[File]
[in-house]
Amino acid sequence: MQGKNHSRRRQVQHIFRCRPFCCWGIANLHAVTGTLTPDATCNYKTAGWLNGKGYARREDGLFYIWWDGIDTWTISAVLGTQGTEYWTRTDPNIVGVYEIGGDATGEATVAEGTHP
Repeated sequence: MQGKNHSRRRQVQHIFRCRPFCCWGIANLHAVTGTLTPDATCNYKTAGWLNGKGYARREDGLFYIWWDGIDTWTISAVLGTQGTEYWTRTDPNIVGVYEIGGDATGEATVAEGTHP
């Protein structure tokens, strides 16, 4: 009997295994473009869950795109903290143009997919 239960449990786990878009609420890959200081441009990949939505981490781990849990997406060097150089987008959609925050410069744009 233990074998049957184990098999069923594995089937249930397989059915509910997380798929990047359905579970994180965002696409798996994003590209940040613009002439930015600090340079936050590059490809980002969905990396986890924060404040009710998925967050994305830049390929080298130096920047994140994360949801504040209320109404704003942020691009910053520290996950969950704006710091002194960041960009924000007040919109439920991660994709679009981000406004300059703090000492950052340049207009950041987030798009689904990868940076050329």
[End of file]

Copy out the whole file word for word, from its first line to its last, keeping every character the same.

[in-house]
Amino acid sequence: MQGKNHSRRRQVQHIFRCRPFCCWGIANLHAVTGTLTPDATCNYKTAGWLNGKGYARREDGLFYIWWDGIDTWTISAVLGTQGTEYWTRTDPNIVGVYEIGGDATGEATVAEGTHP
Repeated sequence: MQGKNHSRRRQVQHIFRCRPFCCWGIANLHAVTGTLTPDATCNYKTAGWLNGKGYARREDGLFYIWWDGIDTWTISAVLGTQGTEYWTRTDPNIVGVYEIGGDATGEATVAEGTHP
């Protein structure tokens, strides 16, 4: 009997295994473009869950795109903290143009997919 239960449990786990878009609420890959200081441009990949939505981490781990849990997406060097150089987008959609925050410069744009 233990074998049957184990098999069923594995089937249930397989059915509910997380798929990047359905579970994180965002696409798996994003590209940040613009002439930015600090340079936050590059490809980002969905990396986890924060404040009710998925967050994305830049390929080298130096920047994140994360949801504040209320109404704003942020691009910053520290996950969950704006710091002194960041960009924000007040919109439920991660994709679009981000406004300059703090000492950052340049207009950041987030798009689904990868940076050329």